It’s Easy Reading Green

I used to be a bookstore addict.  I would go in and spontaneously buy whatever book or magazine caught my attention.  Some were worth reading but others were not.  Sometimes I remembered to return any books that weren’t worth reading past the first page, but many many more just sat on my bookshelves.

As I made my gradual transformation into a green mom, I started paying more attention to my book- and magazine-buying habits.  There are literally billions of books and magazines out there.  And just about every single one of them came from trees.  More than 35 million trees are cut down each year just for magazine production.  And hundreds of millions more are cut down for books.  If that concerns you as much as it concerns me, then read on for some tips on how to cut down on cutting down trees.

Read books and magazines using recycled paper or buy used books

If you want to own paper books and magazines:

    1. Buy books and magazines made using post-consumer-waste (PCW) recycled paper and preferably 100% PCW recycled paper (meaning no virgin materials were used).  And since you are re-using paper, less of it will be thrown into landfills.  If the book industry used an average of just 30% post-consumer waste, then 4.9 million trees could be saved.  And if you are feeling so inclined, it doesn’t hurt to put a little pressure on book publishers to start making books using 100% PCW paper.  A company called FutureMark produces an 85% recycled fiber paper that can be used for glossy publications such as magazines.  For a list of magazines that have committed to using environmentally-responsible paper, check out Green America’s Woodwise list.
    2. If you can’t find 100% PCW paper, buy books and magazines made using Forest Stewardship Council (FSC) certified paper.  The FSC certification was designed to promote responsible forest management.  According to the FSC, their certification benefits the environment by prohibiting the conversion of natural forests, the cultivation of genetically modified trees and the use of hazardous pesticides.  Check out
    3. Try plant-able books.  Novelist James Kaelan’s first edition novel, We’re Getting On, has a cover made of birch seed paper so you can plant it and grow a tree when you’re done reading it.
    4. Paperbackswap (PBS) is a great resource.  List your old books on the PBS website, mail them to members who request them, earn credits, and then use your credits to request books from other members.  All you pay is the price to ship your books.  Other similar sites are BookMooch and TitleTrader.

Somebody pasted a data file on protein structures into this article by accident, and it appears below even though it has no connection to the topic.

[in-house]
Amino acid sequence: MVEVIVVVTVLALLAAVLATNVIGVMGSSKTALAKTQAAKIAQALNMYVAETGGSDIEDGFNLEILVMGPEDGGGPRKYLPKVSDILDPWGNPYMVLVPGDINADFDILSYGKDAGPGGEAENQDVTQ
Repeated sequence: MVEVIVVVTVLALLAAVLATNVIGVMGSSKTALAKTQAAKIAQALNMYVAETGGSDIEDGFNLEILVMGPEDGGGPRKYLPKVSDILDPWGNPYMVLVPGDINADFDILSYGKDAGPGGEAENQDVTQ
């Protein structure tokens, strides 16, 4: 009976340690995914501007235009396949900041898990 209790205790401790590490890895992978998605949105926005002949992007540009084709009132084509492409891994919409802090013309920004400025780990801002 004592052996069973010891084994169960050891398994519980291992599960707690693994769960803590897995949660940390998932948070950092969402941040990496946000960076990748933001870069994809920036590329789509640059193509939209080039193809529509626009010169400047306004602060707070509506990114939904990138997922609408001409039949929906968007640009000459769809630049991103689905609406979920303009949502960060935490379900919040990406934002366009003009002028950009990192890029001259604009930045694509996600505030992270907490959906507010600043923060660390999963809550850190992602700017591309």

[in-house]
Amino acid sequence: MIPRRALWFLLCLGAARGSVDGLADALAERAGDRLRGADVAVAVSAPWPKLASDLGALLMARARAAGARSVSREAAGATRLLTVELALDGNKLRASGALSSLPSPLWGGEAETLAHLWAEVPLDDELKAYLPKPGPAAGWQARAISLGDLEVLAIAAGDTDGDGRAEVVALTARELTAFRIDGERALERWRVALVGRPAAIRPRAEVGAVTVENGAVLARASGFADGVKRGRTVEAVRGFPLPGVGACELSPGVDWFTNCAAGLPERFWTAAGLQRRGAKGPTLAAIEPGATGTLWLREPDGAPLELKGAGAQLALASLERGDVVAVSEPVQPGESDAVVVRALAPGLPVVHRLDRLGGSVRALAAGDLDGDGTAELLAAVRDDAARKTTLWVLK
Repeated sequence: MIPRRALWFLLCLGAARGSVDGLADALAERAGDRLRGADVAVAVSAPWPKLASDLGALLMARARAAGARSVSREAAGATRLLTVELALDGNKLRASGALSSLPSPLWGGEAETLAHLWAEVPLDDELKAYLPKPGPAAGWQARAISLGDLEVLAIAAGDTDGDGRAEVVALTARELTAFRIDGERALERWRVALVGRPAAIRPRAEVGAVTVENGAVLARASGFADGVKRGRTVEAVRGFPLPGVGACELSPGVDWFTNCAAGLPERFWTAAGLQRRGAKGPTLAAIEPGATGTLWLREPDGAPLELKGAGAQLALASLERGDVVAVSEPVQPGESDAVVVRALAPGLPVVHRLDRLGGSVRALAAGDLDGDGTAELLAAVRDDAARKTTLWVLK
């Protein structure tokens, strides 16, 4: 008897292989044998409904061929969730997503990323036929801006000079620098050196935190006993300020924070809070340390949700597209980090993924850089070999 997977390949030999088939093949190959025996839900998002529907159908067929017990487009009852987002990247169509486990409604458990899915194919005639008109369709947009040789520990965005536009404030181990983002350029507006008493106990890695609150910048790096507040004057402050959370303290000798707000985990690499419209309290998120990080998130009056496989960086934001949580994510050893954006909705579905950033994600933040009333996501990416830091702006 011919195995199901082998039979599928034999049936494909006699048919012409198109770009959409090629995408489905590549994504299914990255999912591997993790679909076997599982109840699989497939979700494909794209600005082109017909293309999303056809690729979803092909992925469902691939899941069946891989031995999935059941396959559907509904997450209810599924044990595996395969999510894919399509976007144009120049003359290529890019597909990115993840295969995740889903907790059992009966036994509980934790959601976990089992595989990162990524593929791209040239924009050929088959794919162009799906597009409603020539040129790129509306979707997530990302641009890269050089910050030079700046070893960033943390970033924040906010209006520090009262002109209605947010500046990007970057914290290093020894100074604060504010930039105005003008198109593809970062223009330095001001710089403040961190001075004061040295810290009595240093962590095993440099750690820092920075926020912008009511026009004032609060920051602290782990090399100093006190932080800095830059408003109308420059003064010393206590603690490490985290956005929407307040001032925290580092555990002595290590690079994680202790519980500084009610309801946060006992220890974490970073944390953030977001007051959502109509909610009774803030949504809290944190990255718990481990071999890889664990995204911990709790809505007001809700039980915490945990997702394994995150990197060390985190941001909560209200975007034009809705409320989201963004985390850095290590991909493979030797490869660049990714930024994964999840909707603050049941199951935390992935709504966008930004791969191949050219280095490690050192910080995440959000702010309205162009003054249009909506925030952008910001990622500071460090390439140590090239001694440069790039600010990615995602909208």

5. Trade books with your friends and family.
    6. A company called Eco-Libris plants a tree for each book you read to help offset the paper used to make the book.  You just donate a dollar for each book and Eco-Libris uses it to plant a tree.  You can also earn points with BookMooch by planting trees with Eco-Libris.

If you want to find a new home for your old books and magazines:

  1. Again, try or TitleTrader for your old books and get new books in the process.
  2. Donate used books to your local library or community center.
  3. Take your used books into a used bookstore.
  4. Give used books and magazines away to your friends and family or bring them into your local gym or doctor’s office.
  5. If your books are in really poor condition or you just can’t find a new home for them, recycle them.  This is especially important for magazines since it’s harder to find new homes for them.  According to the PAPER Project, over 90% of magazines are thrown away within a year after publication and only about 20% of them are recycled.  To find a place where you can recycle your magazines, try
  6. Recycle old magazines into great craft projects, like a catalog dollhouse, magazine table, magazine garbage can, or magazine jewelry.

If you just want to borrow books and magazines:

  1. Try the library.  Libraries are becoming increasingly easy to use.  My local library has a great web-based system that allows me to find books online and place holds on them.  When they are available, I can pick them up at the location of my choosing.  Many libraries also have storytime hours for kids of all ages.  Find a library near you.
  2. Borrow from friends, family, coworkers and others.
  3. If you are a student, try renting books from sites such as  Book rental services enable you to save money and trees at the same time!
  4. If you want to rent regular fiction and non-fiction books, try sites like BookSwim.

Go digital:

  1. A lot of magazines (like Mothering Magazine) are starting to offer digital subscriptions.  This is a great way to avoid using paper.
  2. Try for digital magazine subscriptions and books.
  3. There are a ton of great digital book devices on the market now.  Some of the options include KindleNook and iBooks for the iPad, iPod and iPhone.

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